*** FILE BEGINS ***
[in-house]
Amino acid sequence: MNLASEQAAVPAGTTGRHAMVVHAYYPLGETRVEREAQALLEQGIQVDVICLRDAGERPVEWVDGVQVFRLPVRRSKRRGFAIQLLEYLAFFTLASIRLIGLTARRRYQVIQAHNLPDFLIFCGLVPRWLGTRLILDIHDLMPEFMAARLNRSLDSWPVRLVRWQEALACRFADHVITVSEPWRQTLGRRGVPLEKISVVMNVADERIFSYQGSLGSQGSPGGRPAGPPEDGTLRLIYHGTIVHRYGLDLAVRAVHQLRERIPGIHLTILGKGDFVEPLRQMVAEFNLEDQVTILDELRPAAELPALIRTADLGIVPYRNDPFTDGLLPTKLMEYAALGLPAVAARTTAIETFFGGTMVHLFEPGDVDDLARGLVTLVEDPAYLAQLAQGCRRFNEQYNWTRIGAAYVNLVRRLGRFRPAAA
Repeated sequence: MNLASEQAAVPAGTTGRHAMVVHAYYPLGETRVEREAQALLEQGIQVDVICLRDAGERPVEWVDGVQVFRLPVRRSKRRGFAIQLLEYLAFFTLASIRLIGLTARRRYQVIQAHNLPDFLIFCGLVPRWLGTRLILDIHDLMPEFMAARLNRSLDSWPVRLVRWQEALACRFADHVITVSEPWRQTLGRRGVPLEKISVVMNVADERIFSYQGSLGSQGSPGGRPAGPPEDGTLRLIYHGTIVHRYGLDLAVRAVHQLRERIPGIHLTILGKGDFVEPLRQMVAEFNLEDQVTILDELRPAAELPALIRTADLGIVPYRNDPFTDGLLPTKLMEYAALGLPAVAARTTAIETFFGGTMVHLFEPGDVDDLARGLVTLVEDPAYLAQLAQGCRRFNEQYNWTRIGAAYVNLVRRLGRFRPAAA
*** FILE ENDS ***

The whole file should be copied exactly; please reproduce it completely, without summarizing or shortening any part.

[in-house]
Amino acid sequence: MNLASEQAAVPAGTTGRHAMVVHAYYPLGETRVEREAQALLEQGIQVDVICLRDAGERPVEWVDGVQVFRLPVRRSKRRGFAIQLLEYLAFFTLASIRLIGLTARRRYQVIQAHNLPDFLIFCGLVPRWLGTRLILDIHDLMPEFMAARLNRSLDSWPVRLVRWQEALACRFADHVITVSEPWRQTLGRRGVPLEKISVVMNVADERIFSYQGSLGSQGSPGGRPAGPPEDGTLRLIYHGTIVHRYGLDLAVRAVHQLRERIPGIHLTILGKGDFVEPLRQMVAEFNLEDQVTILDELRPAAELPALIRTADLGIVPYRNDPFTDGLLPTKLMEYAALGLPAVAARTTAIETFFGGTMVHLFEPGDVDDLARGLVTLVEDPAYLAQLAQGCRRFNEQYNWTRIGAAYVNLVRRLGRFRPAAA
Repeated sequence: MNLASEQAAVPAGTTGRHAMVVHAYYPLGETRVEREAQALLEQGIQVDVICLRDAGERPVEWVDGVQVFRLPVRRSKRRGFAIQLLEYLAFFTLASIRLIGLTARRRYQVIQAHNLPDFLIFCGLVPRWLGTRLILDIHDLMPEFMAARLNRSLDSWPVRLVRWQEALACRFADHVITVSEPWRQTLGRRGVPLEKISVVMNVADERIFSYQGSLGSQGSPGGRPAGPPEDGTLRLIYHGTIVHRYGLDLAVRAVHQLRERIPGIHLTILGKGDFVEPLRQMVAEFNLEDQVTILDELRPAAELPALIRTADLGIVPYRNDPFTDGLLPTKLMEYAALGLPAVAARTTAIETFFGGTMVHLFEPGDVDDLARGLVTLVEDPAYLAQLAQGCRRFNEQYNWTRIGAAYVNLVRRLGRFRPAAA